Wednesday, September 30, 2020

Comments by Mark Ragins

Showing 2 of 2 comments.

  • Thank you for your comment. Although I’ve worked with many families individually as part of my clinical work, it’s been a persistent deficit of mine that I have had limited recovery advocacy collaboration with families and significant others. I’d be interested in learning about, and especially connecting with, families and significant others who have been heavily advocating for recovery as an alternative to illness-centered medical model approaches. Do you have anyone you’d recommend?
    Mark Ragins

  • When I watched the video of AVATAR, the technology struck me as innovative and exciting, but the therapist and his strategies felt old and worn out. He’s using a basic, rational, cognitive technique of fighting the negative voice with the evidence that the client is worthwhile (and it seems to me that helping mom with the groceries and coming to therapy are pretty limited grounds for sustaining his sense of self worth against a persistent and formidable foe). There’s no sign of gestalt, or play therapy, or “community of selves” in his work. Where’s the creativity a talented guided imagery therapist or an animal spirit guide facilitator or a trauma therapist working on integrating fragmented parts of self might bring to this scene?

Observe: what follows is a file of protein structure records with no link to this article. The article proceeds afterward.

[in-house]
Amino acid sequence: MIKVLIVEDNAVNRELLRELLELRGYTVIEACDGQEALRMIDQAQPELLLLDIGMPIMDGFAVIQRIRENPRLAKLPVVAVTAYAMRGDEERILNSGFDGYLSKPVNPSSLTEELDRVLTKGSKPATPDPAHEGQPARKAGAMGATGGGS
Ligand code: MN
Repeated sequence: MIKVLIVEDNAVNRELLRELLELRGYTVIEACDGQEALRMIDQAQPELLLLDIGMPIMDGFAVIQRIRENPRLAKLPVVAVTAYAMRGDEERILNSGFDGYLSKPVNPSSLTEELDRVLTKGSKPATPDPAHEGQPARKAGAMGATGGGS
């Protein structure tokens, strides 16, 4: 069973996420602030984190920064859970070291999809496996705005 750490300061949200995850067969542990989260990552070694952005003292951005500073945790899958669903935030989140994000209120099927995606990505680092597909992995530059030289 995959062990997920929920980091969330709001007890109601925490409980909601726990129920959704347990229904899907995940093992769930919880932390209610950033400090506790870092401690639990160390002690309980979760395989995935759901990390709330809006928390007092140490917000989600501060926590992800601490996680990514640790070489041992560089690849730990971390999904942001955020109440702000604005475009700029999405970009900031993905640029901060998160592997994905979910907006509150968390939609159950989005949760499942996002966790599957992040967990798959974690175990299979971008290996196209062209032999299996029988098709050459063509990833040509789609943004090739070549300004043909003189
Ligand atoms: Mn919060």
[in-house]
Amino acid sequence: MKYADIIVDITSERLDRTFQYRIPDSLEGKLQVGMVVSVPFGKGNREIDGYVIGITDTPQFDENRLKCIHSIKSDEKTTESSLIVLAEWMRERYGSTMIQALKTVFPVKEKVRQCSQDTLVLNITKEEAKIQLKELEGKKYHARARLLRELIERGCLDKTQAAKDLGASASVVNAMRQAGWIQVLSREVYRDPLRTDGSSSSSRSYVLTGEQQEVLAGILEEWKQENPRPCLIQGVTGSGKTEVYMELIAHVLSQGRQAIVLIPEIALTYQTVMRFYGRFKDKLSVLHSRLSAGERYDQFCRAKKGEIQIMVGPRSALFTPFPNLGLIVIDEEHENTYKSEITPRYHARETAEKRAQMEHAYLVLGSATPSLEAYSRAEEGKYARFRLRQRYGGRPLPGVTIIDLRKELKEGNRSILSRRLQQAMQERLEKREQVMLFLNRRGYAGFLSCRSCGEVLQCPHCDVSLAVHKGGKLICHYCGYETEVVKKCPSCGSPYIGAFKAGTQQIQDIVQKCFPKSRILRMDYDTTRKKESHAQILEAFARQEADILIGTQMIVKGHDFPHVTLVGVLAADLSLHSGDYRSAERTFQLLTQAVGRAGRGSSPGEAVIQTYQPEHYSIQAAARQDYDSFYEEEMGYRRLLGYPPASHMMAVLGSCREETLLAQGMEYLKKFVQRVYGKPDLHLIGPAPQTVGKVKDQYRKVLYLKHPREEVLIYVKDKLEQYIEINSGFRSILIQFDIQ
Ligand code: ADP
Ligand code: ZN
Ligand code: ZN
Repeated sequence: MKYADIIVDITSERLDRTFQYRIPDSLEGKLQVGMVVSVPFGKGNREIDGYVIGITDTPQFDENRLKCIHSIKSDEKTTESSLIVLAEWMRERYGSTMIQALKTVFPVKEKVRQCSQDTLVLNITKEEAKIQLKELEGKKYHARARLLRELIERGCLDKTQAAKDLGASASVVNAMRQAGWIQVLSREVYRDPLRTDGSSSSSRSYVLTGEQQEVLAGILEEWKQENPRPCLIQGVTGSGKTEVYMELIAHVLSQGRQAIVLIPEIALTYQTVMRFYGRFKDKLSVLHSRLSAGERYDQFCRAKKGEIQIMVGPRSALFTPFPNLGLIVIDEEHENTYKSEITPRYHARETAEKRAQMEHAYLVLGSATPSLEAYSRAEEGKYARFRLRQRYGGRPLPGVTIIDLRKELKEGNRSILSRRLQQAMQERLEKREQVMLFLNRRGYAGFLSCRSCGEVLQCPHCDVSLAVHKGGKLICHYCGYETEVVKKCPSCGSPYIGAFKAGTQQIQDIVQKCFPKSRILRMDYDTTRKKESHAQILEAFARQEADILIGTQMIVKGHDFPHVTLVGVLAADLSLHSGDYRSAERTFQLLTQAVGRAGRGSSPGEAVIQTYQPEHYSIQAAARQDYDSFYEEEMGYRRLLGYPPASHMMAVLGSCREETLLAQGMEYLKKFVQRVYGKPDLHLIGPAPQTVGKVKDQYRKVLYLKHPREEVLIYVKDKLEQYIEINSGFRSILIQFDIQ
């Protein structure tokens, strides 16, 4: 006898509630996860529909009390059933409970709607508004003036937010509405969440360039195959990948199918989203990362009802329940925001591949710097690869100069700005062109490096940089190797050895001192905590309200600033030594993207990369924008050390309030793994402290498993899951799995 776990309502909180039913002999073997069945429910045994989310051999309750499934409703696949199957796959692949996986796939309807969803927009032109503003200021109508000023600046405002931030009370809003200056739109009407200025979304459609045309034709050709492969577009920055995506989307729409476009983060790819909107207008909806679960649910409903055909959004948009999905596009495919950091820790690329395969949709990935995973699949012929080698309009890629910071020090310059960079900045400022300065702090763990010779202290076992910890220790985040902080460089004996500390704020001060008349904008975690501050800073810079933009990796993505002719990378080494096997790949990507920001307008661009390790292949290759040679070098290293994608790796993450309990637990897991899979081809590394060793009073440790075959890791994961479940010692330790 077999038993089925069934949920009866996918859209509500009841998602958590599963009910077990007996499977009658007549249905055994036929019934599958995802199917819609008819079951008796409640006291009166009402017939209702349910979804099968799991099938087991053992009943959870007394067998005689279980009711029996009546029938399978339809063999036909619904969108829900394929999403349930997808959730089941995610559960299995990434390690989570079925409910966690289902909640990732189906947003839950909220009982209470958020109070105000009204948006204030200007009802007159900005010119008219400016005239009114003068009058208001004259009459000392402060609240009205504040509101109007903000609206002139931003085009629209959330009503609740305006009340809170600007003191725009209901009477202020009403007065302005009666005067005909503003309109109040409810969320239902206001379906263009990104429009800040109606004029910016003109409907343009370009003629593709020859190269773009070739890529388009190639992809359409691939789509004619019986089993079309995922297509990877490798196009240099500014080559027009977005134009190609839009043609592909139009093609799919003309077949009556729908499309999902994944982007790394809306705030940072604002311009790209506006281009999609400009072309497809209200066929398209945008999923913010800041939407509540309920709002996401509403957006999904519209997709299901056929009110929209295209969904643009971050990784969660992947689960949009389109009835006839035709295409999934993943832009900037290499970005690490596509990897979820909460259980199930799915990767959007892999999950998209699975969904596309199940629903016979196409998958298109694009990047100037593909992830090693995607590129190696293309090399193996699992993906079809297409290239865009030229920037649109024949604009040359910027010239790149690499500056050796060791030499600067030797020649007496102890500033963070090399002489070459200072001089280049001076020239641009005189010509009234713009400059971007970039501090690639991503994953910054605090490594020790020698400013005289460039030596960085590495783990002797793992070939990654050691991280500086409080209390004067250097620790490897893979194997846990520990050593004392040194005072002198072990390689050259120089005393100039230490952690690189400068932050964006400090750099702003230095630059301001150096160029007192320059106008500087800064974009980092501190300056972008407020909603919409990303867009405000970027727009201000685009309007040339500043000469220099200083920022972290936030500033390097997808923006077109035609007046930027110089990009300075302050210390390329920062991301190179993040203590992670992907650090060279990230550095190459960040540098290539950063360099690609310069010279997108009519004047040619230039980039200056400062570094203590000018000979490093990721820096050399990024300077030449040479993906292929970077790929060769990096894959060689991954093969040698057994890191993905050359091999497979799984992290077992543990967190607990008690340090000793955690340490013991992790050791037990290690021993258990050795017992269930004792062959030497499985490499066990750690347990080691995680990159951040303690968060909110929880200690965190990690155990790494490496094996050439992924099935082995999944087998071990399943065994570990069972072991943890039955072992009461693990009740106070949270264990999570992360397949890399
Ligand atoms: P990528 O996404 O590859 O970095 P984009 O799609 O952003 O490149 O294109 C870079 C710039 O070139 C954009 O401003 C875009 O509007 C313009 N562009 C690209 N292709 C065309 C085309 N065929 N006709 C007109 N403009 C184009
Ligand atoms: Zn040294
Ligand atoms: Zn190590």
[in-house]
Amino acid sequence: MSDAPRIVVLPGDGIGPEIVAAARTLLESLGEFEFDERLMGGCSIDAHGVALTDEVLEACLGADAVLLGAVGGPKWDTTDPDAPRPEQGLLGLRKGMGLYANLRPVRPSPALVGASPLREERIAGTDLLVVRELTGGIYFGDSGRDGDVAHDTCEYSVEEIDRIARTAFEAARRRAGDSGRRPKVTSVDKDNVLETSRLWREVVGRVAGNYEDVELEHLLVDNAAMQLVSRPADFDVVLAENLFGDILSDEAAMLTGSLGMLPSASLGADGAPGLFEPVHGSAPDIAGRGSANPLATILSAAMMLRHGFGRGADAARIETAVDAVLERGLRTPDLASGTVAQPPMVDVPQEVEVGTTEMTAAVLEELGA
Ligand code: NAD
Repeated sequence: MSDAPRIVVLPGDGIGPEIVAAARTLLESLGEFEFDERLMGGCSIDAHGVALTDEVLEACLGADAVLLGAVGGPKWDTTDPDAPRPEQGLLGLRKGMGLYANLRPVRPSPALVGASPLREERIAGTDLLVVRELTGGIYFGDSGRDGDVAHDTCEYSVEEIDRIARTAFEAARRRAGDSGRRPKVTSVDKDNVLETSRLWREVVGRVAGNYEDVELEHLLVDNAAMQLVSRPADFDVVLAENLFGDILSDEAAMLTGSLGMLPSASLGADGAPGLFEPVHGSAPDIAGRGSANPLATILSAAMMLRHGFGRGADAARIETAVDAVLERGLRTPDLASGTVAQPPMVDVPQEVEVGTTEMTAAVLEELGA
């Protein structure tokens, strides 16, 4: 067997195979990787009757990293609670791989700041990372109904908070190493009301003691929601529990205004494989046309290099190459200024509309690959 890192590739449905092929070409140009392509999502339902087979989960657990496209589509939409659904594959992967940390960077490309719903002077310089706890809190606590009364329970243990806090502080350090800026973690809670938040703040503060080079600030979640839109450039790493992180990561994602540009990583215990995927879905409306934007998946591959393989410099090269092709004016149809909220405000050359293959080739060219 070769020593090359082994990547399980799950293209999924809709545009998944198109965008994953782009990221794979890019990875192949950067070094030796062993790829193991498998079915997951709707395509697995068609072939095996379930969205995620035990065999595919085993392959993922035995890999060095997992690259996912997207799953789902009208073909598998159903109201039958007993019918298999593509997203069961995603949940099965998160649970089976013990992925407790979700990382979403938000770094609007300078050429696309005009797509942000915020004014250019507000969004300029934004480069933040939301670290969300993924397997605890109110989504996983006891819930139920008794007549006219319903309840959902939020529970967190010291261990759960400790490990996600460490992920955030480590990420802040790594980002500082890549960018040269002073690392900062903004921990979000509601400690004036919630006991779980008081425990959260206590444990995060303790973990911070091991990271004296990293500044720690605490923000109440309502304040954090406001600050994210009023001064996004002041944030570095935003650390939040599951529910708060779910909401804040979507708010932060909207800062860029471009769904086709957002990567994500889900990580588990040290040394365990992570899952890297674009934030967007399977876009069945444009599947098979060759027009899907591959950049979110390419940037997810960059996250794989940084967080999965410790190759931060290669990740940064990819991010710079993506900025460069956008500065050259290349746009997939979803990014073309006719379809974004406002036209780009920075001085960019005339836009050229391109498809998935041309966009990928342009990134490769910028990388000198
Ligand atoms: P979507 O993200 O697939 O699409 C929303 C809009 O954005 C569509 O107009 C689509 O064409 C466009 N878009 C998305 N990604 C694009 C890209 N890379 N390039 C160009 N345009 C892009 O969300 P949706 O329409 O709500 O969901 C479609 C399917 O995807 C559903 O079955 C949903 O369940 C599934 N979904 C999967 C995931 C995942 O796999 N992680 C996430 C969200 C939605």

My question is “Who is going to be included in the conversation as tantalizing technologies like AVATAR emerge?” Technology alone can’t create imagination, especially if the people involved are boxed into limited formulations and treatment strategies.